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Pathology Pt. 5 > Genetic and Pediatric Diseases > Flashcards

Flashcards in Genetic and Pediatric Diseases Deck (48)
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1

What is the difference among genetic diseases, hereditary diseases, and congenital disorders?

Genetic diseases are due to permanent DNA changes - can be due to somatic DNA mutations.

Hereditary diseases are derived from germline DNA.

Congenital disorders might not be genetic.

2

Are all genetic disorders present in infancy and childhood?

Are all pediatric diseases of genetic origin?

Nope, nope.

3

Do autosomal dominant and recessive disorders manifest equally between both sexes?

yeah

4

What is the pattern of inheritance of Marfan's syndrome? Can the mutation be sporadic? Does it exhibit variable expressivity?

Autosomal dominant.

1/3 of cases are from sporadic mutations.

Yeah variable expressivity; manifests through a variety of abnormalities (pleiotropy).

5

What is the subcellular etiology of Marfan's syndrome? What organs can be affected?

Fibrillin-1 mutation: messed up fibrillin, which links elastin together in CT.

Affects the heart, aorta, skeleton, ligaments, eyes (ciliary zonules of the lens are suspended by fibrillin), and skin.

6

The fibrillin-1 gene is located on chromosome _____ and there are more than ______ different distinct mutations affecting the gene.

chromosome 15, more than 600 mutations that affect the gene

7

What are the clinical features of Marfan's syndrome (7)?

1. Tall, long legs.
2. Long extremities and fingers (arachnodactyly - spider fingers).
3. Long skull.
4. Deformed chest.
5. Weak tendons, ligaments, joints --> hyperflexible joints, dislocations.
6. Hernias
7. Kyphoscoliosis

8

Specifically how does Marfan's syndrome affect the aorta and heart?

Tunica media of the aorta is weakened due to fragmented elastic fibers --> predisposition to dissecting aneurysm.

Heart valves are floppy, especially the mitral.

9

What is the leading cause of death in the case of Marfan's syndrome?

cardiovascular disorders

10

Specifically how does Marfan's syndrome affect the eyes (3)?

1. Dislocation of the lens
2. Severe myopia
3. Retinal detachment

11

Consanguineous marriage increases the incidence of ________ ________ disorders.

autosomal recessive

12

Autosomal recessive disorders usually affect enzyme proteins, while autosomal dominant disorders often affect....(2).

Autosomal dominant disorders usually affect structural components such cytoskeletal proteins (collagen) and regulatory proteins in complex metabolic pathways.

13

What is the pattern of inheritance of cystic fibrosis?

Autosomal recessive

14

CF is a widespread disorder of ________ ________ affecting fluid secretion in exocrine glands and the epithelial lining of the _________, _________ and __________ tracts.

disorder of epithelial transport

affects respiratory, gastrointestinal, and reproductive tracts

15

Name the disease: abnormally thick mucus that obstructs the lumina of airways, pancreatic and biliary ducts, as well as the fetal intestine, and impairs airway mucociliary function.

Cystic fibrosis

16

What is the most common lethal autosomal recessive diseases in caucasians?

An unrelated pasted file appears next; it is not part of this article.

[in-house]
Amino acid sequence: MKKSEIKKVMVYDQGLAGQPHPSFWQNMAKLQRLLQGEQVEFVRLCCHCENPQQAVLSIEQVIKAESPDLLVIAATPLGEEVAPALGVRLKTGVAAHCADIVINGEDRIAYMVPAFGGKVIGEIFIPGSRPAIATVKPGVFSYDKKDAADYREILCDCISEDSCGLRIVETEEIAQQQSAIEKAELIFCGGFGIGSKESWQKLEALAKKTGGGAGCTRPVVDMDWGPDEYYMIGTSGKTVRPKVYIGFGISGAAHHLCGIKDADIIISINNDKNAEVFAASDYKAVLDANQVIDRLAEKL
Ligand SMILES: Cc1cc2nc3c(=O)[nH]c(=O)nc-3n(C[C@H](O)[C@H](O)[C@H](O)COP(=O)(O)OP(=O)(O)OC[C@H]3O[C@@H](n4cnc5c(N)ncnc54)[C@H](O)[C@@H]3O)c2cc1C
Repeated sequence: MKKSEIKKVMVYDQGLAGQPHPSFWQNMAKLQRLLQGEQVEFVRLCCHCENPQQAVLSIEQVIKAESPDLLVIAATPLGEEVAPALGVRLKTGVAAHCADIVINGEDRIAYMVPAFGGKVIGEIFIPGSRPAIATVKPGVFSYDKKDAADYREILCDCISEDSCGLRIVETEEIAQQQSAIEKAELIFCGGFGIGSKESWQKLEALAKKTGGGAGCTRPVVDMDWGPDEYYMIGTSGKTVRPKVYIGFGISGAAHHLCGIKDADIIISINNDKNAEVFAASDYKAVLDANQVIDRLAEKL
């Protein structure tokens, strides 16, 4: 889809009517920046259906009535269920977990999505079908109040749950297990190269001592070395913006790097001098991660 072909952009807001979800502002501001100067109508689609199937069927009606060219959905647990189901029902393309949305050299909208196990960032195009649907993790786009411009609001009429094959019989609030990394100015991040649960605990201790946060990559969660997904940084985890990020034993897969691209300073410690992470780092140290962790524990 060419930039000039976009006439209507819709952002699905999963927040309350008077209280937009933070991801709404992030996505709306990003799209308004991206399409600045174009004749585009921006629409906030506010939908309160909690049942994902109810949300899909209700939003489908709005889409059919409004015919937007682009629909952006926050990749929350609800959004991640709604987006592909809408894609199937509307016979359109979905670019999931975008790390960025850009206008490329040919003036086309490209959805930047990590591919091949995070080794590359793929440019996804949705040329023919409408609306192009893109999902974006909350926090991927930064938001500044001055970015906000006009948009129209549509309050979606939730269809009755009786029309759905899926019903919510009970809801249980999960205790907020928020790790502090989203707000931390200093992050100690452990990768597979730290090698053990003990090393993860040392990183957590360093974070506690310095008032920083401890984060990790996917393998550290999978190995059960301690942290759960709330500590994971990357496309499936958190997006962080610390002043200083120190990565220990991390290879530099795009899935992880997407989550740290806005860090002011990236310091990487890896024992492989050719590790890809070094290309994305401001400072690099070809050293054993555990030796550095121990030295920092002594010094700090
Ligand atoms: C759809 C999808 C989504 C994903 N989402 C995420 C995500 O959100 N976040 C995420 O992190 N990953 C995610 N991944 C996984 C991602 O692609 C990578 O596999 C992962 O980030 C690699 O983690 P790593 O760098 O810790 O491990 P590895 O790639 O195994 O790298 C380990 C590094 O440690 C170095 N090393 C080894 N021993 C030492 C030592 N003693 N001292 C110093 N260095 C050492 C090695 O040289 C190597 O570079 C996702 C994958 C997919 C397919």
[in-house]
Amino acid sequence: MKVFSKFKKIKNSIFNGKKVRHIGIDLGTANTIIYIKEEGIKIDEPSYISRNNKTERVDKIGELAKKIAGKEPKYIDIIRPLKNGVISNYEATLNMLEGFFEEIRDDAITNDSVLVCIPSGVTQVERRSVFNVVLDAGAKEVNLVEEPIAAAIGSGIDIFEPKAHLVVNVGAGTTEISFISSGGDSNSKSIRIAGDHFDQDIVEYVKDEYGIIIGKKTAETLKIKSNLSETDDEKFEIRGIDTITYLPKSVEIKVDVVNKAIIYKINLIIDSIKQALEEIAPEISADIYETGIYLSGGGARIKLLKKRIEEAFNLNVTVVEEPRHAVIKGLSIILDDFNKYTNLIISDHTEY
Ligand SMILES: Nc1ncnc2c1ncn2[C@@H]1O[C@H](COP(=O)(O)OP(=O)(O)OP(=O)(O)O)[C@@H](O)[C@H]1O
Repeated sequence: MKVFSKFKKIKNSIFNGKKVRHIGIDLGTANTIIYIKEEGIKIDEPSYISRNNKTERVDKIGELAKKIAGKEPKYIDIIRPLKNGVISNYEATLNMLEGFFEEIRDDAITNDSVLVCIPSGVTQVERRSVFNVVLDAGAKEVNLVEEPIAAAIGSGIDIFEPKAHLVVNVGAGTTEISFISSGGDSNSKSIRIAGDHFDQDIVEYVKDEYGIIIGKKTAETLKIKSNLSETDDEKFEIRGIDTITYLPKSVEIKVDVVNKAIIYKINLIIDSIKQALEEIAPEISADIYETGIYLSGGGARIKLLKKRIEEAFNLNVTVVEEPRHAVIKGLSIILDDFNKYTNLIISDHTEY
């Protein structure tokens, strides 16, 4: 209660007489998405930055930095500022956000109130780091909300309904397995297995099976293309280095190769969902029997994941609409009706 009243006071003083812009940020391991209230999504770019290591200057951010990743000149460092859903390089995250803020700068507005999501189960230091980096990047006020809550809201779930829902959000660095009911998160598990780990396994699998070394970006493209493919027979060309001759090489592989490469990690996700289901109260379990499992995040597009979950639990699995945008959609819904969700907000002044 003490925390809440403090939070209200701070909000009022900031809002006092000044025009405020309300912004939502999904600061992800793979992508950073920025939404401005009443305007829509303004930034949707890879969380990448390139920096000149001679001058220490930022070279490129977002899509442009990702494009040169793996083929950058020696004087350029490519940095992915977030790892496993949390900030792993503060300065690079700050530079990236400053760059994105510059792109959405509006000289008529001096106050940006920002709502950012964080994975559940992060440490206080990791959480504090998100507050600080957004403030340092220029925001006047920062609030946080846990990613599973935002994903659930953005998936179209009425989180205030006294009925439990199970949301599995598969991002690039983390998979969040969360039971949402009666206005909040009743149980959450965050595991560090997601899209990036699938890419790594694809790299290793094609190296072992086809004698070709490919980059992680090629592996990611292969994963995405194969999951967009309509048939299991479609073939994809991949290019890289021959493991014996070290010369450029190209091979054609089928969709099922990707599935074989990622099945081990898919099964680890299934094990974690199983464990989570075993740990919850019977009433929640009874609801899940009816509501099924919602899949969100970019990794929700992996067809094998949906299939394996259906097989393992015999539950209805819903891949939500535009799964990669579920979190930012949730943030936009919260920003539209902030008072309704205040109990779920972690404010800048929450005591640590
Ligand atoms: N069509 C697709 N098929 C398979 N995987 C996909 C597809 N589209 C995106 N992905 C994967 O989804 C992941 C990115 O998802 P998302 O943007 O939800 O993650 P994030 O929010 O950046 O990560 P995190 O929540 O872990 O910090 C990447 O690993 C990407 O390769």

Cystic fibrosis

17

CF patients have chronic ________ disease, deficient ________ pancreatic function, and other complications of thickened _______ in the small intestine, liver, and reproductive tract

chronic pulmonary disease, deficient exocrine pancreatic function, complications of thickened mucus in the small intestine, liver, and reproductive tract

18

What is the most common genetic defect involved in CF? What does the gene product do in sweat glands and respiratory epithelium?

Mutation of the gene encoding the cystic fibrosis transmembrane conductance regulator (CFTR) on chromosome 7.

In sweat glands, the CFTR protein normally pulls Cl- out of sweat (and Na+ follows) - which is why the sweat is so salty.

In respiratory epithelium the CFTR protein normally pumps Cl- INTO mucus - sets up osmotic gradient for H2O to follow. This is why mucus is so thick.

19

More than 1,300 CFTR mutations have been identified and 1 in ___ Caucasians are carriers. Incidence is 1 in ______ in Caucasian newborns.

1 in 25 are carriers

1 in 3,200 incidence

20

What are the clinical features of CF (7)?

1. Pulmonary infection
-abscess
-chronic bronchitis
-bronchiectasis
-honeycomb lung
-mucus plugging
2. Cor pulmonale
3. Chronic pancreatitis
4. Hypertonic sweat
5. Obstructed vas defrens, sterility
6. Meconium ileus (newborn)
7. Secondary biliary cirrhosis

21

What microscopic changes would one see in a histologic section of a pancreas from a CF patient (2)?

1. Dilated ducts plugged with eosinophilic mucin.
2. Pressure atrophy of exocrine glands --> replacement by fibrous tissue.

22

Does CF affect islet function?

Nope

23

What is the pattern of inheritance of hemophilia?

X-linked recessive

24

What is the clinical manifestation of hemophilia (1!)?

Bleeding!
-can be in joints

25

How did Queen Victoria's family develop hemophilia?

Spontaneous mutation

26

Where do people get their mitochondrial DNA from?

Mom

27

What is the pattern of inheritance of mitochondrial myopathy?

mitochondrial! through mom.

28

Mutations of mitochondrial genes cause inadequate oxidative phosphorylation and affect organs with high _______ ________ (e.g. CNS, eyes, heart, muscles)

high energy consumption

29

Define aneuploid.

Karyotypes that are not exact multiples of the haploid number

30

What is the most common cause of congenital retardation?

Down syndrome